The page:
In the courts below, as in this court, the argument has turned principally on his right to adopt a blanket policy not permitting of any exceptions, having regard to the well-known rule that a public body may not fetter the exercise of a discretionary statutory power (exemplified by British Oxygen Co Ltd v Board of Trade  AC 610). As recorded in the agreed statement of facts, the existence of such a policy, since about 2007, has not been in dispute. The Court of Appeal decided (following its decision in R (Elias) v Secretary of State for Defence  1 WLR 3213) that that rule had no application to the exercise of a prerogative or common law power as in this case (para 53, per Lord Dyson MR), and that the decision to adopt such a rule was not irrational (para 60).
The reasoning of the Court of Appeal is encapsulated in a short passage in the judgment of the Master of the Rolls:
The Court of Appeal in Elias had in turn adopted the reasoning of Girvan J in In re W's Application  NI 19, in a passage approved by the Northern Ireland Court of Appeal  NI 219.
Mr O'Neill argues that this is too narrow an approach. He challenges the distinction between statutory and common law powers as inconsistent with modern principles of judicial review as it has developed since GCHQ :
.... judicial review is as applicable to decisions taken under prerogative powers as to decisions taken under statutory powers save to the extent that the legality of the exercise of certain prerogative powers (eg treaty-making) may not be justiciable - R v Secretary of State for the Home Department, Ex p Fire Brigades Union  2 AC 513, 553C-D, per Lord Browne-Wilkinson)
Further, at least where human rights are at stake, the rule against fettering discretion is a general principle of the rule of law (see eg Gillan v United Kingdom (2010) 50 EHRR 45, para 77).
Furthermore he submits, in the context of the present case such a rigid policy is inconsistent with the objects and purpose of the government's adopted strategy on the death penalty and as such is irrational. A more flexible policy would allow exceptional cases to be dealt with on their own merits in accordance with the strategy, but need not be open-ended. Mr O'Neill accepts for example that it would be open to the Secretary of State to adopt a total cap on fees (say £20,000) in an individual case, or even to refuse funding altogether if he had reached the limit of resources allocated for a particular year. What he cannot do is to exclude consideration altogether.
Mr Chamberlain adopts the reasoning of the Court of Appeal. As he points out, the leading cases on the no-fettering principle are directed in terms to the exercise of "statutory" discretions (see e.g. British Oxygen  AC 610, 625D per Lord Reid). The principle has been explained as founded on the Parliamentary intention that a power exercisable by statute from time to time must reflect the circumstances at the time: it cannot be exercised "nunc pro tunc" (R v Secretary of State for the Home Department ex parte Venables  AC 407, 496-497 per Lord Browne-Wilkinson). The same rationale cannot be applied to non-statutory governmental powers
However his case does not rest on that legal proposition alone. While he asserts the right of ministers exercising a common law power to formulate a "bright line" policy, not subject to exceptions, he submits (Secretary of State's printed case, paragraph 6):
In any event, even in relation to statutory discretions, decision-makers are entitled to adopt policies admitting of no exceptions, provided that they are prepared to consider, by reference to the facts of an individual case, whether to change the policy. That is what happened here.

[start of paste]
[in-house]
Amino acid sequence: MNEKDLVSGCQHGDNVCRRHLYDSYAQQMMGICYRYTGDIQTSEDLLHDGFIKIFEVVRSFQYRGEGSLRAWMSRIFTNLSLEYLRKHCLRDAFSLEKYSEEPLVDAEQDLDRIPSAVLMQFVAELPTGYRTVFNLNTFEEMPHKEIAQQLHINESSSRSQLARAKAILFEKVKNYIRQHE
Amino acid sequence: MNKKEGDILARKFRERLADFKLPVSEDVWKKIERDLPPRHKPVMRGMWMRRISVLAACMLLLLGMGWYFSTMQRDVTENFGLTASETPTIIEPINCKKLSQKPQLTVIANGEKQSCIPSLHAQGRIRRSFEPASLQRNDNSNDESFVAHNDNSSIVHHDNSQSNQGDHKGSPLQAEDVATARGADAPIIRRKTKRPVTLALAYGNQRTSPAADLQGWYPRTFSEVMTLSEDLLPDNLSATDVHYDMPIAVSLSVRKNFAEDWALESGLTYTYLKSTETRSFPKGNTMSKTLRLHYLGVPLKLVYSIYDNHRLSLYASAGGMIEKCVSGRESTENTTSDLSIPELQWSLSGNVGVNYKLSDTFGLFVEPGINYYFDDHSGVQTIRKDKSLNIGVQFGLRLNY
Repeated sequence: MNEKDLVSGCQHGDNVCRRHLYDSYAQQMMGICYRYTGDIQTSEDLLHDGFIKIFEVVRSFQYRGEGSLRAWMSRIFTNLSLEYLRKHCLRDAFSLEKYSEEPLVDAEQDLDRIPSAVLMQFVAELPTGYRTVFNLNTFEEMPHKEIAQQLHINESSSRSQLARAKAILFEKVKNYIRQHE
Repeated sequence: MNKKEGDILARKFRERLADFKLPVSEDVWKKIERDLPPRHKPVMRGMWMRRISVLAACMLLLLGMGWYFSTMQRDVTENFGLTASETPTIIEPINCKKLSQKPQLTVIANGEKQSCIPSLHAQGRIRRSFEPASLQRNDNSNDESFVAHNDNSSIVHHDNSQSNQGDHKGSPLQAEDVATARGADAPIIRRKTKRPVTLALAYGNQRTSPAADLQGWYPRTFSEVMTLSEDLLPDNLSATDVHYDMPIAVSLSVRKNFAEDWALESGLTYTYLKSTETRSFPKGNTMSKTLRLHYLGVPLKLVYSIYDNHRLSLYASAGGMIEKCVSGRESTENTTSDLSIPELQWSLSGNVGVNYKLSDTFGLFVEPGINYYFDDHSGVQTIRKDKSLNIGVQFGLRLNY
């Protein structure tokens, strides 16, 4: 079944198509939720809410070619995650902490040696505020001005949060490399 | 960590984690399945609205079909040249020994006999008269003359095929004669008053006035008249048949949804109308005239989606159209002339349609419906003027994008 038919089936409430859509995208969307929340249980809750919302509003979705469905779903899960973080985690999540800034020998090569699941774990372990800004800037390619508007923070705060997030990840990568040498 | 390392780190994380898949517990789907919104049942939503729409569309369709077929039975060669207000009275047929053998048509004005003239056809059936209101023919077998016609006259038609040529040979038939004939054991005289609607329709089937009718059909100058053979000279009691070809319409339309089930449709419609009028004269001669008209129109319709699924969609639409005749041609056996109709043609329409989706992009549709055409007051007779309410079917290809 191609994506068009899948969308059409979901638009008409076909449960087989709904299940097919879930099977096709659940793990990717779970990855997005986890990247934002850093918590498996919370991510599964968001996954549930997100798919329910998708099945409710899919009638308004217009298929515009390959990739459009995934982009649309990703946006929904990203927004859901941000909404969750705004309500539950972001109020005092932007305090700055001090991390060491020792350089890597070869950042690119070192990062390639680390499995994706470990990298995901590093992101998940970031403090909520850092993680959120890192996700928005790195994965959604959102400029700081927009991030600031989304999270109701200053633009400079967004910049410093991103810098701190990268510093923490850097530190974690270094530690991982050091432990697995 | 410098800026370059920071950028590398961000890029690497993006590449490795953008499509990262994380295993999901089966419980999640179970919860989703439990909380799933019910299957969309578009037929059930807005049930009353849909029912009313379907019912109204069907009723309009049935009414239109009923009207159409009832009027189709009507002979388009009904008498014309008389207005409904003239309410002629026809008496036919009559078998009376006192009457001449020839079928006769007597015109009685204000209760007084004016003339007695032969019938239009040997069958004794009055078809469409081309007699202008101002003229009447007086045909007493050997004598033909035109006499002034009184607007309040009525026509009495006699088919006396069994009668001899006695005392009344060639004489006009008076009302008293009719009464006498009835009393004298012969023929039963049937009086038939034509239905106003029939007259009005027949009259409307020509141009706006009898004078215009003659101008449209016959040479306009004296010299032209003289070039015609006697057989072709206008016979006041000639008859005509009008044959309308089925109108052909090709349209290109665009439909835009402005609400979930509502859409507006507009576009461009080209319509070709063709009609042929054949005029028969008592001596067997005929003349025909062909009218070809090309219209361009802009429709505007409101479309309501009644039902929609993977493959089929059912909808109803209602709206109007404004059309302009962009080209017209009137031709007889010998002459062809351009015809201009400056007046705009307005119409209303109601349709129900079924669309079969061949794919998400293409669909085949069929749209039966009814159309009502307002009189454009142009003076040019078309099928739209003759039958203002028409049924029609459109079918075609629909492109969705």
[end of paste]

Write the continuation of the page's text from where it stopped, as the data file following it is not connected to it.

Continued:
A review of the evidence, he says, shows that the department did in fact consider the points put forward as justifying exceptional treatment for Mrs Sandiford, but decided for good reasons not to accept them.
The issue which divides the parties is, in short, whether there exists in relation to prerogative powers any principle paralleling that which, in relation to statutory powers, precludes the holder of the statutory power from deciding that he will only ever exercise the power in one sense.
The basis of the statutory principle is that the legislature in conferring the power, rather than imposing an obligation to exercise it in one sense, must have contemplated that it might be appropriate to exercise it in different senses in different circumstances. But prerogative powers do not stem from any legislative source, nor therefore from any such legislative decision, and there is no external originator who could have imposed any obligation to exercise them in one sense, rather than another. They are intrinsic to the Crown and it is for the Crown to determine whether and how to exercise them in its discretion.
In our opinion, in agreement with the Court of Appeal, this does have the consequence that prerogative powers have to be approached on a different basis from statutory powers. There is no necessary implication, from their mere existence, that the State as their holder must keep open the possibility of their exercise in more than one sense. There is no necessary implication that a blanket policy is inappropriate, or that there must always be room for exceptions, when a policy is formulated for the exercise of a prerogative power. In so far as reliance is placed on legitimate expectation derived from established published policy or established practice, it is to the policy or practice that one must look for the limits, rigid or flexible, of the commitment so made, and of any enforceable rights derived from it.
The point is well illustrated by the case on which the Court of Appeal relied. Elias  1 WLR 3213 concerned a non-statutory compensation scheme set up by the government in November 2000 "to repay the debt of honour" owed by the UK to "British civilians" interned by the Japanese during the Second World War. In July 2001, following some uncertainty about the scope of the scheme, and further discussion within the department, more detailed "eligibility criteria" were announced to Parliament. This order of events was subject to critical comment in the Court of Appeal. As Mummery LJ observed (para 19):